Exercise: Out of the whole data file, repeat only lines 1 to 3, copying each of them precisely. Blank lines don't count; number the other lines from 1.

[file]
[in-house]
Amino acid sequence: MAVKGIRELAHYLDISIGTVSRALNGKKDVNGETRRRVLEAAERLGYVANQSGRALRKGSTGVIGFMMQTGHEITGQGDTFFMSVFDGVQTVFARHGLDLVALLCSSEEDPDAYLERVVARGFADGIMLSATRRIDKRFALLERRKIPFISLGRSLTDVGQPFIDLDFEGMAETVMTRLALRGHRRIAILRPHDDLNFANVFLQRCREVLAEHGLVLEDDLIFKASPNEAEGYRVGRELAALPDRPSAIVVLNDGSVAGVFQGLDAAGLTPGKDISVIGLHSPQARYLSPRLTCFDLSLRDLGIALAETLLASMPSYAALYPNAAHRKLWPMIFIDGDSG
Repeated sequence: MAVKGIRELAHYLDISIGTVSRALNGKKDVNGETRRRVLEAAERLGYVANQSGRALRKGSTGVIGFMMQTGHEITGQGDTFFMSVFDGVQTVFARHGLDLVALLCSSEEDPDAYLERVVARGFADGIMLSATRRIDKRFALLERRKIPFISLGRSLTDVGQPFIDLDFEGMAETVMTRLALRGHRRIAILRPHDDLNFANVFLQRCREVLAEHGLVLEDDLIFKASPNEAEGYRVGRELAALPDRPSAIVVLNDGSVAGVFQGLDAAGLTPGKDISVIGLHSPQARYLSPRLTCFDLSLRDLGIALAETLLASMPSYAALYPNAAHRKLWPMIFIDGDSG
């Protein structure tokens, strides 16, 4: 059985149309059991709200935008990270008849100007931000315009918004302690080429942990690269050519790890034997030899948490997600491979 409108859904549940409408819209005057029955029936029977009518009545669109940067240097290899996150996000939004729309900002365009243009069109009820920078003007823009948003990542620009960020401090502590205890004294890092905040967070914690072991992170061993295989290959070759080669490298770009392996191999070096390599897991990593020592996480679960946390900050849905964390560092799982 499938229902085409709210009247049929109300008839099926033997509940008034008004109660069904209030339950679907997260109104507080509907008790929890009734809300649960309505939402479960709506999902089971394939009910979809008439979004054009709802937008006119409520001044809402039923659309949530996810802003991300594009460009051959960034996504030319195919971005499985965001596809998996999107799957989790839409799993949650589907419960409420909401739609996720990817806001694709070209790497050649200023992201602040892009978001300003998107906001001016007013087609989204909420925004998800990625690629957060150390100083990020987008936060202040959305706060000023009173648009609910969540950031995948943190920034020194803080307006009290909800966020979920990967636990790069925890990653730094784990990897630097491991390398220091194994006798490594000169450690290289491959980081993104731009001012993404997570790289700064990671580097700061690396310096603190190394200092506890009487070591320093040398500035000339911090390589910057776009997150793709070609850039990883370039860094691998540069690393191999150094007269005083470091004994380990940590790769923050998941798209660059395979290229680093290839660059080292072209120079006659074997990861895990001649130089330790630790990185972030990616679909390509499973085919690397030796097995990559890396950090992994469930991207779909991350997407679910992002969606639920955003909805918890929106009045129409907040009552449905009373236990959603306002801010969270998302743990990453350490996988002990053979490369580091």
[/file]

[in-house]
Amino acid sequence: MAVKGIRELAHYLDISIGTVSRALNGKKDVNGETRRRVLEAAERLGYVANQSGRALRKGSTGVIGFMMQTGHEITGQGDTFFMSVFDGVQTVFARHGLDLVALLCSSEEDPDAYLERVVARGFADGIMLSATRRIDKRFALLERRKIPFISLGRSLTDVGQPFIDLDFEGMAETVMTRLALRGHRRIAILRPHDDLNFANVFLQRCREVLAEHGLVLEDDLIFKASPNEAEGYRVGRELAALPDRPSAIVVLNDGSVAGVFQGLDAAGLTPGKDISVIGLHSPQARYLSPRLTCFDLSLRDLGIALAETLLASMPSYAALYPNAAHRKLWPMIFIDGDSG
Repeated sequence: MAVKGIRELAHYLDISIGTVSRALNGKKDVNGETRRRVLEAAERLGYVANQSGRALRKGSTGVIGFMMQTGHEITGQGDTFFMSVFDGVQTVFARHGLDLVALLCSSEEDPDAYLERVVARGFADGIMLSATRRIDKRFALLERRKIPFISLGRSLTDVGQPFIDLDFEGMAETVMTRLALRGHRRIAILRPHDDLNFANVFLQRCREVLAEHGLVLEDDLIFKASPNEAEGYRVGRELAALPDRPSAIVVLNDGSVAGVFQGLDAAGLTPGKDISVIGLHSPQARYLSPRLTCFDLSLRDLGIALAETLLASMPSYAALYPNAAHRKLWPMIFIDGDSG